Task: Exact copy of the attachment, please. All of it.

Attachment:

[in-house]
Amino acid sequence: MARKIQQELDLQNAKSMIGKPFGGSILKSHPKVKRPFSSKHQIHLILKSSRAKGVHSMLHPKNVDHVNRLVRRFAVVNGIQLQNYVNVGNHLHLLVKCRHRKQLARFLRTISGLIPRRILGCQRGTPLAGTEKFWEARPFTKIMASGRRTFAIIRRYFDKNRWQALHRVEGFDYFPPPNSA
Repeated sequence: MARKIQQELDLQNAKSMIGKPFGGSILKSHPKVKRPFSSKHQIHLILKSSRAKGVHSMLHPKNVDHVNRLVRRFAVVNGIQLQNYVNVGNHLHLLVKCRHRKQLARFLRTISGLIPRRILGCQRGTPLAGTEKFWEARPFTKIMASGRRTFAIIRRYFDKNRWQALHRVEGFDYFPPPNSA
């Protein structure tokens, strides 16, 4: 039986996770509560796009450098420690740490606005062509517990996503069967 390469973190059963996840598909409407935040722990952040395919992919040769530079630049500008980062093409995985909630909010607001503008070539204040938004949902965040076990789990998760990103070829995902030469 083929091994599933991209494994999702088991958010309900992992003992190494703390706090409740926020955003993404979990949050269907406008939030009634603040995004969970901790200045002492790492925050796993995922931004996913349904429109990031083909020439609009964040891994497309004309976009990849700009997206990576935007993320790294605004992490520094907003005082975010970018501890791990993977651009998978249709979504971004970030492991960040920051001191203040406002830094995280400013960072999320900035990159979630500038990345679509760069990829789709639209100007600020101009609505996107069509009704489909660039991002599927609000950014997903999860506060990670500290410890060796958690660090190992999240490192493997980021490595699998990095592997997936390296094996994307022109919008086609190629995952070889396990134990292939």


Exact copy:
[in-house]
Amino acid sequence: MARKIQQELDLQNAKSMIGKPFGGSILKSHPKVKRPFSSKHQIHLILKSSRAKGVHSMLHPKNVDHVNRLVRRFAVVNGIQLQNYVNVGNHLHLLVKCRHRKQLARFLRTISGLIPRRILGCQRGTPLAGTEKFWEARPFTKIMASGRRTFAIIRRYFDKNRWQALHRVEGFDYFPPPNSA
Repeated sequence: MARKIQQELDLQNAKSMIGKPFGGSILKSHPKVKRPFSSKHQIHLILKSSRAKGVHSMLHPKNVDHVNRLVRRFAVVNGIQLQNYVNVGNHLHLLVKCRHRKQLARFLRTISGLIPRRILGCQRGTPLAGTEKFWEARPFTKIMASGRRTFAIIRRYFDKNRWQALHRVEGFDYFPPPNSA
């Protein structure tokens, strides 16, 4: 039986996770509560796009450098420690740490606005062509517990996503069967 390469973190059963996840598909409407935040722990952040395919992919040769530079630049500008980062093409995985909630909010607001503008070539204040938004949902965040076990789990998760990103070829995902030469 083929091994599933991209494994999702088991958010309900992992003992190494703390706090409740926020955003993404979990949050269907406008939030009634603040995004969970901790200045002492790492925050796993995922931004996913349904429109990031083909020439609009964040891994497309004309976009990849700009997206990576935007993320790294605004992490520094907003005082975010970018501890791990993977651009998978249709979504971004970030492991960040920051001191203040406002830094995280400013960072999320900035990159979630500038990345679509760069990829789709639209100007600020101009609505996107069509009704489909660039991002599927609000950014997903999860506060990670500290410890060796958690660090190992999240490192493997980021490595699998990095592997997936390296094996994307022109919008086609190629995952070889396990134990292939």